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My real home

So Joseph went up to bury his father.  All Pharaoh’s officials accompanied him – the dignitaries of his court and all the dignitaries of Egypt – besides all the members of Joseph’s household and those belonging to his father’s household. (Genesis 50:7-8, NIV)

Right at the end of the book of Genesis comes the account of an extraordinary expedition from Egypt to Canaan in the eighteenth century BC.  It’s to bury Jacob, also known as Israel, the father of the nation which bears his name.  Jacob has spent his final years in Egypt, where he’s gone down to escape the famine in his homeland.  But he has made his son Joseph promise to bury him with his ancestors in Canaan, in the tomb of his grandfather Abraham.

So when Jacob dies, a huge party of mourners – both Egyptian and Israelite – makes the 400 mile journey to Canaan to bury him.  He is interred in the very cave Abraham had bought, near Hebron.  It’s like a prequel of the great Exodus of Israel centuries later.

Why’s this story in the Bible?  With the Bible’s narrative passages, you have to use the context to work out the message God wants us to get.

This is a story about where home is, and where God’s people really belong.  Joseph has been rejected by his brothers and sent down to Egypt, but there God raises him to a position of great power, where he’s able to save his brothers from a famine.  They are marvellously delivered, but the message of the final chapters is that the story cannot and must not end there: they are in Egypt rather than the promised land of Canaan.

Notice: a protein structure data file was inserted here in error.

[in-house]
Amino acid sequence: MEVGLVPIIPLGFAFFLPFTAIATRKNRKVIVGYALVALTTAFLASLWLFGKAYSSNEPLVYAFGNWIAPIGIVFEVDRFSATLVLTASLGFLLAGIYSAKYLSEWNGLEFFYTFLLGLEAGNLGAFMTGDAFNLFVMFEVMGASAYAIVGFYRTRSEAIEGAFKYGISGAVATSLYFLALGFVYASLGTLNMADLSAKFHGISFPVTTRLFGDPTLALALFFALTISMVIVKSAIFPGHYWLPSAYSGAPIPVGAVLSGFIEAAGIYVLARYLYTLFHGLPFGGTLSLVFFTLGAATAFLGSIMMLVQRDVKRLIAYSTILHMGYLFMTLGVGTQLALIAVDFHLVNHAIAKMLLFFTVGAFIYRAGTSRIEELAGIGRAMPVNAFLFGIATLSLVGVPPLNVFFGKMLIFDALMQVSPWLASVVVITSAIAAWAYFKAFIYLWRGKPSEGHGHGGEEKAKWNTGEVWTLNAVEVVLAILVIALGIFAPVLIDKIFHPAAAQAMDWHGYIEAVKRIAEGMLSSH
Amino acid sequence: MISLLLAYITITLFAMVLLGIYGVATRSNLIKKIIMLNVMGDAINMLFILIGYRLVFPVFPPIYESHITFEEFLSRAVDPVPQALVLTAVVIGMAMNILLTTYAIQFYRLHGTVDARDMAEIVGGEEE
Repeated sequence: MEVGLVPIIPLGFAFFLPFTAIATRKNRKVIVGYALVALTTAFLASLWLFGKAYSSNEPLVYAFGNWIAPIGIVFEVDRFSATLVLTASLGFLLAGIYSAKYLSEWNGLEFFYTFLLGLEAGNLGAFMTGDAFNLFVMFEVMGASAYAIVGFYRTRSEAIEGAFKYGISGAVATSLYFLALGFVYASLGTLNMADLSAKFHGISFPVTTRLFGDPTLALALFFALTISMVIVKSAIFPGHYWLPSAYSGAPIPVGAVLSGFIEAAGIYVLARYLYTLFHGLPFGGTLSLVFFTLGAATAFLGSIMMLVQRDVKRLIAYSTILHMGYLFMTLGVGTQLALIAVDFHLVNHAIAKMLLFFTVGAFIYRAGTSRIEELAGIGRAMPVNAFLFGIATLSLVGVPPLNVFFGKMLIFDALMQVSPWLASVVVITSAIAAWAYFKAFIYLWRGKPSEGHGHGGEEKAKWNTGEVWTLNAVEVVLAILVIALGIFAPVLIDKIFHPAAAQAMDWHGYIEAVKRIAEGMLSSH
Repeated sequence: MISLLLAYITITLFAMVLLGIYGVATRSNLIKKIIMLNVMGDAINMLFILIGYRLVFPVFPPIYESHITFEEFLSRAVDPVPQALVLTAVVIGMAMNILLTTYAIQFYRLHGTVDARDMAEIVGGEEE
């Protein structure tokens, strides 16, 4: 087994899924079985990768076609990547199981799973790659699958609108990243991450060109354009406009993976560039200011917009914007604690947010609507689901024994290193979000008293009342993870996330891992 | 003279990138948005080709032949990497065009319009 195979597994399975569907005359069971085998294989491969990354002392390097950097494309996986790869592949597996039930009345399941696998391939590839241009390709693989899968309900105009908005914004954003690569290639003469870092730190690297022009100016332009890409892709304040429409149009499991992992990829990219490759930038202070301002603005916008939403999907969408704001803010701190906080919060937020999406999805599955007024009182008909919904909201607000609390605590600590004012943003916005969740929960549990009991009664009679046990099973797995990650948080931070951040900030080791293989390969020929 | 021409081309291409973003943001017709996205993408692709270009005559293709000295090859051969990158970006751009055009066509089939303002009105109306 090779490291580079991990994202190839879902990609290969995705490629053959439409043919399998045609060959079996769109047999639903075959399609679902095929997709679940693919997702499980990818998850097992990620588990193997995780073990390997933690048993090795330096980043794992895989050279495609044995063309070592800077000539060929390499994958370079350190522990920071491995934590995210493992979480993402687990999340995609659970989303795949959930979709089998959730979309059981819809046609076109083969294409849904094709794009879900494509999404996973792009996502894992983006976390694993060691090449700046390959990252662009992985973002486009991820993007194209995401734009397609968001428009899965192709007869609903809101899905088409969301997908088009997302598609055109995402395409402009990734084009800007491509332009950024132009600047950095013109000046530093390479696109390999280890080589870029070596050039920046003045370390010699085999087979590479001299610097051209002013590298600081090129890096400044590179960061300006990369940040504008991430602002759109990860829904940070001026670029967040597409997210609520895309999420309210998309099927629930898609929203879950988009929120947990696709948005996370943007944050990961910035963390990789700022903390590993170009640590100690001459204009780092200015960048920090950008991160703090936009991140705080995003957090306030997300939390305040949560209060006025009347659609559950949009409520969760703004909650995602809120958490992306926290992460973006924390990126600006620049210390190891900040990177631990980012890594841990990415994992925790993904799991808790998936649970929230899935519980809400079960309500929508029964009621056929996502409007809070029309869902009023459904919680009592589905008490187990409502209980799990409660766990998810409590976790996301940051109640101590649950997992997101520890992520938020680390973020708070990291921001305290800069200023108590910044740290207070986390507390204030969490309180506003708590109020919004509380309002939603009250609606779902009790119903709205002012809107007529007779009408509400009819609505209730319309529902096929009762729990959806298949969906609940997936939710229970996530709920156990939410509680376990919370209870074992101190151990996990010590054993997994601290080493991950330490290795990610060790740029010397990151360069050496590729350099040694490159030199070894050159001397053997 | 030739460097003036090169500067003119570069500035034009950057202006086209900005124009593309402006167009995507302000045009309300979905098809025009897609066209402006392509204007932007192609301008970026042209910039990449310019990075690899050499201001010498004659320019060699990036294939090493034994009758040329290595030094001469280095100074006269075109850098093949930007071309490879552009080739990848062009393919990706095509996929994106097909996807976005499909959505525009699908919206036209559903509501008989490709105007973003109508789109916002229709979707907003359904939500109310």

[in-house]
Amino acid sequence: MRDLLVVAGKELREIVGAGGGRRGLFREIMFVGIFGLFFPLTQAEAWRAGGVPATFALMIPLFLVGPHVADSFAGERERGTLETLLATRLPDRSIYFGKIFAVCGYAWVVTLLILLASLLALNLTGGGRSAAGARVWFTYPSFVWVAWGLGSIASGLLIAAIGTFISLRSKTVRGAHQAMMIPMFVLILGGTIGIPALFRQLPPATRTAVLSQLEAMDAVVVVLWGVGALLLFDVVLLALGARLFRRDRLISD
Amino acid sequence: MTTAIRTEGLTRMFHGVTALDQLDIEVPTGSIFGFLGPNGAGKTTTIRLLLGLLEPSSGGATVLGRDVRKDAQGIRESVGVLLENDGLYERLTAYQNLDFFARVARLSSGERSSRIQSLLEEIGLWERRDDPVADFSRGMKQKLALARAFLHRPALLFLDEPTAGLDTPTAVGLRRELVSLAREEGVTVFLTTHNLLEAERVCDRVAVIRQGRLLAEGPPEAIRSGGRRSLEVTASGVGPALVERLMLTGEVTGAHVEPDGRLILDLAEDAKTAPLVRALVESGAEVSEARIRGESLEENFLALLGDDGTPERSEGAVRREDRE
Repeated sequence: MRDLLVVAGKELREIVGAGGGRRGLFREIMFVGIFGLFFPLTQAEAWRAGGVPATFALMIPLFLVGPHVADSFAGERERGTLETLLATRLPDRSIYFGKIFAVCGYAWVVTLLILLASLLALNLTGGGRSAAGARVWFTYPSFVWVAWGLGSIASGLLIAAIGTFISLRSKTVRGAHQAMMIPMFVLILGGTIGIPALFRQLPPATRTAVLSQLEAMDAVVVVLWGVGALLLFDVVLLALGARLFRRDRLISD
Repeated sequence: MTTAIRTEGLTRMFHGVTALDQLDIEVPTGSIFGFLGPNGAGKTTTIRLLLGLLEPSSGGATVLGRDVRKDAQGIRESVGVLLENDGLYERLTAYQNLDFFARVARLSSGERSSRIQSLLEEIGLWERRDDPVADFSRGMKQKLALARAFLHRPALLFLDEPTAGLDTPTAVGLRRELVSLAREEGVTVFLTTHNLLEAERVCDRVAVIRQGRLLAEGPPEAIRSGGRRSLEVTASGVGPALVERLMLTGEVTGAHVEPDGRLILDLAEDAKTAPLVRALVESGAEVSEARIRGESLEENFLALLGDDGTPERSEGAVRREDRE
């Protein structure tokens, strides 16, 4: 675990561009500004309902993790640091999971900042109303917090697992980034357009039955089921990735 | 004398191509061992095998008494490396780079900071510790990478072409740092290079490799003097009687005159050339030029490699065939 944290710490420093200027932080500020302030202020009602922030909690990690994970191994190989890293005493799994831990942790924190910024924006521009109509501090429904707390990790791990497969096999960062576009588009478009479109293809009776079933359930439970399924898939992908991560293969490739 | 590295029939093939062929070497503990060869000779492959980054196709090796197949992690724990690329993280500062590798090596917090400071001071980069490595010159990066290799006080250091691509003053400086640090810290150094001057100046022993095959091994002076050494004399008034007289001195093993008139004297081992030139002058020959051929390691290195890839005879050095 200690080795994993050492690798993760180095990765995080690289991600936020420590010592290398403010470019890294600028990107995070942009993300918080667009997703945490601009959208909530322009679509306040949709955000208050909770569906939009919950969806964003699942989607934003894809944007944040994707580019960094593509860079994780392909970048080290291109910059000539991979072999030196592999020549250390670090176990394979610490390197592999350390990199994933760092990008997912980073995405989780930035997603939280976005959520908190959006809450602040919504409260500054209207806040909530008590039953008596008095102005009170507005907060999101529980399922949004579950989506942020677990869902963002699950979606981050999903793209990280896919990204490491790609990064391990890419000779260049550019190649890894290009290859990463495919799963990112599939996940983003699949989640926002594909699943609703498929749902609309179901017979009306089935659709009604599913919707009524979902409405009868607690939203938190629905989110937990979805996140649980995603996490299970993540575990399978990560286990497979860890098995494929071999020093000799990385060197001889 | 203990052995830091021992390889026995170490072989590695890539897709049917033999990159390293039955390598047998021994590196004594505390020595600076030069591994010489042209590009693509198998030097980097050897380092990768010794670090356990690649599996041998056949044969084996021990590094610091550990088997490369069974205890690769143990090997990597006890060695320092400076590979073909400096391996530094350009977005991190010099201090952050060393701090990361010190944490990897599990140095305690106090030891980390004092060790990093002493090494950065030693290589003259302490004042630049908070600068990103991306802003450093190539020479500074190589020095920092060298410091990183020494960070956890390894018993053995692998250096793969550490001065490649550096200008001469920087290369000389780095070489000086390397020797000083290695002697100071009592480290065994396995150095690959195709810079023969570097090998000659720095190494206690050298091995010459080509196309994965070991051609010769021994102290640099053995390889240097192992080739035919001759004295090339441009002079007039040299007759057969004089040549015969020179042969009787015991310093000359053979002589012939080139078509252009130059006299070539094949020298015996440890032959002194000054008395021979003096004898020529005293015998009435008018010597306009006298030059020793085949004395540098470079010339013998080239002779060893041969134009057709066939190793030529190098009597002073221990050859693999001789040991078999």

And Jacob knows it.  Despite the obvious attractions of life in Egypt, in the final chapters of Genesis Jacob is at pains to tell his family that Canaan is their real home.  He gives his grandsons born in Egypt an inheritance in Canaan.  He chooses Canaan for his grave – rather than (we might suggest!) the Valley of the Kings.  And Joseph swears to take him.

The strong emphasis on “Canaan, not Egypt” makes most sense if the book of Genesis dates – as traditionally understood – from the time of Moses.  For then, too, the Israelites were journeying from Egypt to the promised land of Canaan.  Many times, they were tempted to go back to Egypt.  But they needed to know that God had promised them this land – and would surely give it to them.  It was the place of flourishing He intended for them – they were going home!

And this message still speaks to God’s people in Christ today.  The New Testament – particularly the letter to the Hebrews – sees Canaan as the place of God’s rest, the heavenly country, the life of the world to come promised to those who belong to Jesus.  We need to remember that this is our place of real belonging as we make our pilgrimage through what John Bunyan called “the wilderness of this world.”    When we land safe on Canaan’s side, we truly come home.  This is where to fix our hopes!

We’ll cover the other remarkable teaching of Genesis chapter 50 in Sunday’s 5pm service.

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